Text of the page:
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Advanced Computing Institute, Michigan, the United States of America


Статья посвящена особенностям разработки учебных планов в современных условия. Если раньше учебные планы составлялись с учетом имеющегося учебно-методического обеспечения (учебников, пособий), то сегодня возникает проблема «неограниченности информации», предоставляемой Интернетом. Как решать проблему обучения в этой ситуации, и рассмотрено в данной статье.

Today's teachers deal with educational challenges that were unimaginable just few years ago. In rapidly-changing industries such as tablet applications and big data management, colleges literally cannot follow the traditional path of curriculum development from drafting to the accreditation body's approval. In this new educational environment, linking curriculum with experiences of rapidly-changing industries may become new curriculum objectives.

Traditional curricula is a set of courses that are designed to provide learners with knowledge, skills, and abilities to perform. The first textbook on the subject was John Franklin Bobbitt's "The Curriculum" published in 1918. According to Bobbitt (27), the curriculum is a social engineering tool that features two notable characteristics:

a)    Scientific experts would best be qualified to design curricula because of their expert knowledge of what qualities are desirable in professionals

b)    Curriculum defined as the deeds-experiences the learners ought to have to become the professionals they ought to become

Today, diplomas alone are not students' goals any longer (Lubner and Irkho). Students need careers, life successes and even fun. New academic curricula must accommodate this change, shifting from the traditional curriculum development to a responsive development process that accommodates the industry needs.

Throughout centuries, professors have been scholarly teachers since, literally, the Latin word, professor, constitutes a "person who professes." In traditional education, a curriculum is the set of courses, referring to sequences of learning experiences through which learners grow to become professionals. Thus, scholarly-designed curricula have followed that concept since educational programs have been clarified what, in what environment, in what sequence, and with what instruments must be taught.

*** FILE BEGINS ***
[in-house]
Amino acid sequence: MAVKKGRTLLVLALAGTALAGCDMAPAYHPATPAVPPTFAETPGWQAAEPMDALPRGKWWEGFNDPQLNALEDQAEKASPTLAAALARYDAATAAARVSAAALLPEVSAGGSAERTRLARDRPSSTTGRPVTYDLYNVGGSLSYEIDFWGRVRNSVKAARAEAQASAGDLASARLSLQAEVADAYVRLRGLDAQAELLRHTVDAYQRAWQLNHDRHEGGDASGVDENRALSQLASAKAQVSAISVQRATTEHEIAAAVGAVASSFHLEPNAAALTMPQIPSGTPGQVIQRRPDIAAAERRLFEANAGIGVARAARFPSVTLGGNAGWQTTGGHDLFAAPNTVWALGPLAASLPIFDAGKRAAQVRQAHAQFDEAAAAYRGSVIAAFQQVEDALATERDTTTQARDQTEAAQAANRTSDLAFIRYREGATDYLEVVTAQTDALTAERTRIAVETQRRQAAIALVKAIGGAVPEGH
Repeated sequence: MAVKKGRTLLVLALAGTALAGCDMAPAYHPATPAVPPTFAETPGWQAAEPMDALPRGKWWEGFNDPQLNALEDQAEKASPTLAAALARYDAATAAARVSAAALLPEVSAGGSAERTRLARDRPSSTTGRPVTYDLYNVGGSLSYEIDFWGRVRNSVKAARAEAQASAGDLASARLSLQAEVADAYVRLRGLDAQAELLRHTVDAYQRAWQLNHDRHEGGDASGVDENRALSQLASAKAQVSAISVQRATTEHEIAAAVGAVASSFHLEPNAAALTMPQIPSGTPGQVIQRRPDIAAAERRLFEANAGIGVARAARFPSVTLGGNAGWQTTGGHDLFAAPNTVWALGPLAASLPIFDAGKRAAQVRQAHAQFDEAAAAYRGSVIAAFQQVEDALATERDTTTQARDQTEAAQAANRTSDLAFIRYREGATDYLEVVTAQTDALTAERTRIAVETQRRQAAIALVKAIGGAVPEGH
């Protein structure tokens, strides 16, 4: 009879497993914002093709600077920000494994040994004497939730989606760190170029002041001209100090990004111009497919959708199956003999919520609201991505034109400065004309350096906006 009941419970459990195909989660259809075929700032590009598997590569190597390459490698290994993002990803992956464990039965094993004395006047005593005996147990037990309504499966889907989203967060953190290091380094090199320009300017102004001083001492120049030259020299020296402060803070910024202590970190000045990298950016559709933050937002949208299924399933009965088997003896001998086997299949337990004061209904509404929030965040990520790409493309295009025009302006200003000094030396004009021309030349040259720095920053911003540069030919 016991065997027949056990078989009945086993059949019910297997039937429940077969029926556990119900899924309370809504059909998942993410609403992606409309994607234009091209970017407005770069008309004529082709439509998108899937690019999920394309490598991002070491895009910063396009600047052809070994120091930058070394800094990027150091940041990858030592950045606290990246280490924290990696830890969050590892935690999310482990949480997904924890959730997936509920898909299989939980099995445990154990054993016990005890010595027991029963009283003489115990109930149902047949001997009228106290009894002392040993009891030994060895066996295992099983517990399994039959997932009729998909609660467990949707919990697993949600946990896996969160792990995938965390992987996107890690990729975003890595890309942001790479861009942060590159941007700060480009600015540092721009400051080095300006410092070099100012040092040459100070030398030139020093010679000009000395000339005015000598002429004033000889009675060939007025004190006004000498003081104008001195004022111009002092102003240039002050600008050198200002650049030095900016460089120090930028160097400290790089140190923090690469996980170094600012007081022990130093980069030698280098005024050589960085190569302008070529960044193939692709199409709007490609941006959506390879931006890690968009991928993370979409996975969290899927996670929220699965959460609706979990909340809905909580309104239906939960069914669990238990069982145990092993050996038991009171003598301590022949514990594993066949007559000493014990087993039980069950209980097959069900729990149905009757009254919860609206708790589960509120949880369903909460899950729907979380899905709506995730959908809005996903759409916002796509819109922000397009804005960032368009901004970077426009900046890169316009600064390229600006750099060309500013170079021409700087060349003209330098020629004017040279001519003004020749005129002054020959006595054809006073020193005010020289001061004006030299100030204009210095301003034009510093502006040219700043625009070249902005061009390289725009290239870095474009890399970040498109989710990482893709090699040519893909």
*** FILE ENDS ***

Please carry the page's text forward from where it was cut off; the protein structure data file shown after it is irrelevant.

The rapidly changing industries are alternating that model since meaning of "what to teach" and all of its dependents often changes within the traditional curriculum development process, which often starts with idea generations and ends with bureaucratic approvals of accreditation bodies.

Competencies to be obtained through the curriculum may be divided into three categories: conceptual, human and technical skills (Robbins, 7). Conceptual skills refer to the ability to manage professional tasks. Technical skills refer to the ability to use technology. Human skills refer to the ability to communicate with other people.

Moreover, new technologies affect industry requirements not only for technical skills, but human and conceptual skills as well since technology contributes to complexity of both professional tasks and human relationships. The basic curriculum questions, which are what to teach, in what environment, in what sequence, and with what instruments, must be redefined because of this new aspect. Linking curriculum with rapidly-changing industries might be the best answer to those new challenges. The industry deals with decision-making in the environment of information overload. The academia must teach learners to deal with similar problems.

Curriculum content